Many of us don't think about how much water it takes to do everyday household tasks such as washing a load of laundry or taking a quick shower.
But what if fresh water wasn't so easy to get? According to LiveEarth, almost one billion people worldwide live without access to clean, safe drinking water.
Among many factors, pollution from industrial and household contaminants as well as changing weather patterns threaten water supplies globally, while shortages in parts of the U.S. have lead to enforced rationing in many heavily populated areas, such as Los Angeles.
Thirty-seven years ago, the Clean Water Act put in place the basic structure for regulating pollutants in water and setting a quality of standard. But according to EPA Administrator Lisa Jackson in a hearing before the House of Representatives, "we have a long way to go."
What Advocates Are Saying
Earth911.com sought feedback from renowned water advocate Alexandra Cousteau, as well as musician Pete Wentz and actress Jessica Biel as they promote LiveEarth's international water conservation project. So what are some of the real implications of the water crisis? Here's what they had to say:
Jessica Biel: "Like most of us, water is not something I've thought about through most of my life - it's just an ordinary part of an ordinary day. You turn on the faucet or get in the shower and it's there. Then the severity of the global water crisis became apparent, and the reality was startling. I'm changing the way I live because this isn't a problem for 'them' or for 'those.' It's a problem for 'us' and 'we.'"
Pete Wentz: "It's mind-blowing to me that around the world, people are dying simply because they do not have access to clean water. And these are regular kids, just like my son."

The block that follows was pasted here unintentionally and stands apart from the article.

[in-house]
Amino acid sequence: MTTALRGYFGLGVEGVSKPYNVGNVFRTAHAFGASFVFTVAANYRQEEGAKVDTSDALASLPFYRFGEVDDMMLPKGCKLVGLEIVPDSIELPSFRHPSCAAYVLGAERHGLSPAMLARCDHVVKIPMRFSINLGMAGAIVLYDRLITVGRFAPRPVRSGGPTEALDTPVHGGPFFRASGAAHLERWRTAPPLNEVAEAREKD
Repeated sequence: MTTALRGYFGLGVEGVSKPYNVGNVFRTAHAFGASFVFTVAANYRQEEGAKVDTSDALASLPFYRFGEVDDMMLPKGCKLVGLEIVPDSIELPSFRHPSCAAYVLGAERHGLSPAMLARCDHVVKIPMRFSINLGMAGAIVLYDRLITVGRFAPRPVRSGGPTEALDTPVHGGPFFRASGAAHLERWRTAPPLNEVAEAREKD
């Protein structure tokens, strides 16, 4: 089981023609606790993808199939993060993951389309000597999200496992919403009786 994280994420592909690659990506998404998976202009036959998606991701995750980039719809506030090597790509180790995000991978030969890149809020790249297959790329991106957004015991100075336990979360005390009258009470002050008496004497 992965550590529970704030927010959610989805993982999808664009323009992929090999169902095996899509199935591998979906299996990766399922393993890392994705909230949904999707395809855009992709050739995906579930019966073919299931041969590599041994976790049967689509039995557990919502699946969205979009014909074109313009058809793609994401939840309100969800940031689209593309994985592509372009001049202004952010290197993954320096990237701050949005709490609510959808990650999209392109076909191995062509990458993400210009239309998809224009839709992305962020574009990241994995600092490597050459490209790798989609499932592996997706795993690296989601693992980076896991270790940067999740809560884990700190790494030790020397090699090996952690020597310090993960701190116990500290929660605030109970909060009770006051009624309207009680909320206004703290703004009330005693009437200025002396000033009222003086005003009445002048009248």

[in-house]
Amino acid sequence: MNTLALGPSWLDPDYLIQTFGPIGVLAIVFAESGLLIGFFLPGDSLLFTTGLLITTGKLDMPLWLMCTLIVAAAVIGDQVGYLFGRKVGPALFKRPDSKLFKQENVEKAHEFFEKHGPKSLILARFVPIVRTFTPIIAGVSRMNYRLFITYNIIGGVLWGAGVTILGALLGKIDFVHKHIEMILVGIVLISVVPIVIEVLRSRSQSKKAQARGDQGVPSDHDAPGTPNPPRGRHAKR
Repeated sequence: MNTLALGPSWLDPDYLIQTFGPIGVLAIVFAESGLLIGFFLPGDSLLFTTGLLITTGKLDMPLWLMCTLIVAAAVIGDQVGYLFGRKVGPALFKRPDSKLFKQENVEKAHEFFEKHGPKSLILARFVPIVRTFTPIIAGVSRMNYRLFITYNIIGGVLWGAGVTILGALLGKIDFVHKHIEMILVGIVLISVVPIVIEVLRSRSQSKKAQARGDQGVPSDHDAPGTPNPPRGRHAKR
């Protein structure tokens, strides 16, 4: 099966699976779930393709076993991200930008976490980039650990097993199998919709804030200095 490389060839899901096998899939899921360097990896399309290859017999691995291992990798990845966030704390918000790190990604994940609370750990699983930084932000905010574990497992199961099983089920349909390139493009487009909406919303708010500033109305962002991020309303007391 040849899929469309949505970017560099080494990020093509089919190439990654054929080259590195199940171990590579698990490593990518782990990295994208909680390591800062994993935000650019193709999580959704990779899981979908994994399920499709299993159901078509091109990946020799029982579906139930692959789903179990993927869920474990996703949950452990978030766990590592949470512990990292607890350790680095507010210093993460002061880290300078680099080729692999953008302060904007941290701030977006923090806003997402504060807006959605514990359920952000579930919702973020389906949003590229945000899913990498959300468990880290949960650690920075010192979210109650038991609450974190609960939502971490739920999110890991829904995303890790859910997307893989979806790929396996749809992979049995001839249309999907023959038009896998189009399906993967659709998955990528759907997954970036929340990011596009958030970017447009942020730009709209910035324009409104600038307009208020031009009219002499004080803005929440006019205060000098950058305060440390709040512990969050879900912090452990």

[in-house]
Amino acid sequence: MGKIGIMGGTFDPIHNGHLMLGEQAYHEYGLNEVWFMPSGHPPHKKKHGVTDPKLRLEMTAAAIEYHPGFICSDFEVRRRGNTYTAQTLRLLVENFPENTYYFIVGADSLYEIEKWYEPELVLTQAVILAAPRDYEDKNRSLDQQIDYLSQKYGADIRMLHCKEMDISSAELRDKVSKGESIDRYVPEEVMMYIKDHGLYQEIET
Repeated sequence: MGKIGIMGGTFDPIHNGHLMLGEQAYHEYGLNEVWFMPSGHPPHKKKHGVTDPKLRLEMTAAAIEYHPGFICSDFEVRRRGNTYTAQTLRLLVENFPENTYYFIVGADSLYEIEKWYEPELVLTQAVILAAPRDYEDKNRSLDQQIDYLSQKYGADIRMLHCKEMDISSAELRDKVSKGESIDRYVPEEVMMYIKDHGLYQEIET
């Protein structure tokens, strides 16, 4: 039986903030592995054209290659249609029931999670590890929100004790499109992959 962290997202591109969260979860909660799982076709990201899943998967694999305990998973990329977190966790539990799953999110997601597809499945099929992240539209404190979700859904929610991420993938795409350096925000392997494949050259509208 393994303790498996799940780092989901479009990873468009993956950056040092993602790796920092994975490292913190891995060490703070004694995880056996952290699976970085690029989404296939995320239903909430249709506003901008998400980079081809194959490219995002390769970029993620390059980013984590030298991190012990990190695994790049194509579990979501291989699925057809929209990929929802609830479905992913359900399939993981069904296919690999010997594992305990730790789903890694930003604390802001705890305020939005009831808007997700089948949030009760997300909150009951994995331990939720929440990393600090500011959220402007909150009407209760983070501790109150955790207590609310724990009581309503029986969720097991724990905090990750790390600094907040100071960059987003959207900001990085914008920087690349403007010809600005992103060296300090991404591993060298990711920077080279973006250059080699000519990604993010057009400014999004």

Alexandra Cousteau: "Access to safe water is one of the defining issues in the progress of women and girls. In a significant number of cultures around the world, women are the water-bearers, meaning that if a member of the family has to skip school or miss out altogether on an education in order to make the daily treks for water, it's typically one or all of the daughters."
What's in the Headlines
From local pollution and droughts to conservation efforts and legislation, water is a hot topic in the environmental sector. Here's a quick rundown of the most-talked-about stories:
- Researchers from Columbia University found that the Southeast U.S. drought that lasted from 2005 to 2007 was due to severe water shortages as a result of population growth, rather than rainfall patterns. Figures show that in Georgia alone, the population rose to 9.54 million in 2007 from 6.48 million in 1990.
- A major drought in East Africa has been a top source of conflict as climate refugees begin to migrate and crowd larger areas. Organizations such as Oxfam and Cafod have launched emergency appeals.
- In Jackson's latest address on water conservation, she said more innovative approaches will be taken to address "the most serious violations." According to The New York Times, this will most likely include mining companies, large livestock farms, municipal wastewater treatment plants and construction companies operating on sites with polluted stormwater runoff.